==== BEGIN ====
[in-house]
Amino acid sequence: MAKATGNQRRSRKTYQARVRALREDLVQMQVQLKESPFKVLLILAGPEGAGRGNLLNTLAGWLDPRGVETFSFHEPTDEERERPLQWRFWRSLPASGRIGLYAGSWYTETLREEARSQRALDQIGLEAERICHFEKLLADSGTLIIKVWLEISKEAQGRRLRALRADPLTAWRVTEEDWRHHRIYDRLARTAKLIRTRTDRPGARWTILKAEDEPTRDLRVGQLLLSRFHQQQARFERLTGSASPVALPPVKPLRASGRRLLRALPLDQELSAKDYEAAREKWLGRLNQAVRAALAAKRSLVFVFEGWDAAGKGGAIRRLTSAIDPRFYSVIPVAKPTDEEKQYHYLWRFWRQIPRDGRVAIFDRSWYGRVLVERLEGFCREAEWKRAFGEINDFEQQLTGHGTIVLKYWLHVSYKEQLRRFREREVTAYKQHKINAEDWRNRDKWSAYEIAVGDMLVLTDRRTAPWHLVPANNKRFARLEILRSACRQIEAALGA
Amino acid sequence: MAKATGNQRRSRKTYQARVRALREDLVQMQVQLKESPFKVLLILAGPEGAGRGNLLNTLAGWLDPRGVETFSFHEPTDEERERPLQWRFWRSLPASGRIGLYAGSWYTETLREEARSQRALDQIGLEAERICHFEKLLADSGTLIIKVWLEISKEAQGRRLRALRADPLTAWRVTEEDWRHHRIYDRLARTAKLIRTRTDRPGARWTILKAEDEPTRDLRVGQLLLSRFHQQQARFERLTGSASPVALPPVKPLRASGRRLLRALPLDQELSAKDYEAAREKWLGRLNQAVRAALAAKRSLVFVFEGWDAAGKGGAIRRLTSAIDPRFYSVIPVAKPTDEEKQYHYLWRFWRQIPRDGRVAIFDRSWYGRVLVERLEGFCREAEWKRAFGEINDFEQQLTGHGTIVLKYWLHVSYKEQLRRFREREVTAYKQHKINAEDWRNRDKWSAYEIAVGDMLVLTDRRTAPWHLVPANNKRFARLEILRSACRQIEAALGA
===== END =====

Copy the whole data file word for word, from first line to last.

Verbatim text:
[in-house]
Amino acid sequence: MAKATGNQRRSRKTYQARVRALREDLVQMQVQLKESPFKVLLILAGPEGAGRGNLLNTLAGWLDPRGVETFSFHEPTDEERERPLQWRFWRSLPASGRIGLYAGSWYTETLREEARSQRALDQIGLEAERICHFEKLLADSGTLIIKVWLEISKEAQGRRLRALRADPLTAWRVTEEDWRHHRIYDRLARTAKLIRTRTDRPGARWTILKAEDEPTRDLRVGQLLLSRFHQQQARFERLTGSASPVALPPVKPLRASGRRLLRALPLDQELSAKDYEAAREKWLGRLNQAVRAALAAKRSLVFVFEGWDAAGKGGAIRRLTSAIDPRFYSVIPVAKPTDEEKQYHYLWRFWRQIPRDGRVAIFDRSWYGRVLVERLEGFCREAEWKRAFGEINDFEQQLTGHGTIVLKYWLHVSYKEQLRRFREREVTAYKQHKINAEDWRNRDKWSAYEIAVGDMLVLTDRRTAPWHLVPANNKRFARLEILRSACRQIEAALGA
Amino acid sequence: MAKATGNQRRSRKTYQARVRALREDLVQMQVQLKESPFKVLLILAGPEGAGRGNLLNTLAGWLDPRGVETFSFHEPTDEERERPLQWRFWRSLPASGRIGLYAGSWYTETLREEARSQRALDQIGLEAERICHFEKLLADSGTLIIKVWLEISKEAQGRRLRALRADPLTAWRVTEEDWRHHRIYDRLARTAKLIRTRTDRPGARWTILKAEDEPTRDLRVGQLLLSRFHQQQARFERLTGSASPVALPPVKPLRASGRRLLRALPLDQELSAKDYEAAREKWLGRLNQAVRAALAAKRSLVFVFEGWDAAGKGGAIRRLTSAIDPRFYSVIPVAKPTDEEKQYHYLWRFWRQIPRDGRVAIFDRSWYGRVLVERLEGFCREAEWKRAFGEINDFEQQLTGHGTIVLKYWLHVSYKEQLRRFREREVTAYKQHKINAEDWRNRDKWSAYEIAVGDMLVLTDRRTAPWHLVPANNKRFARLEILRSACRQIEAALGA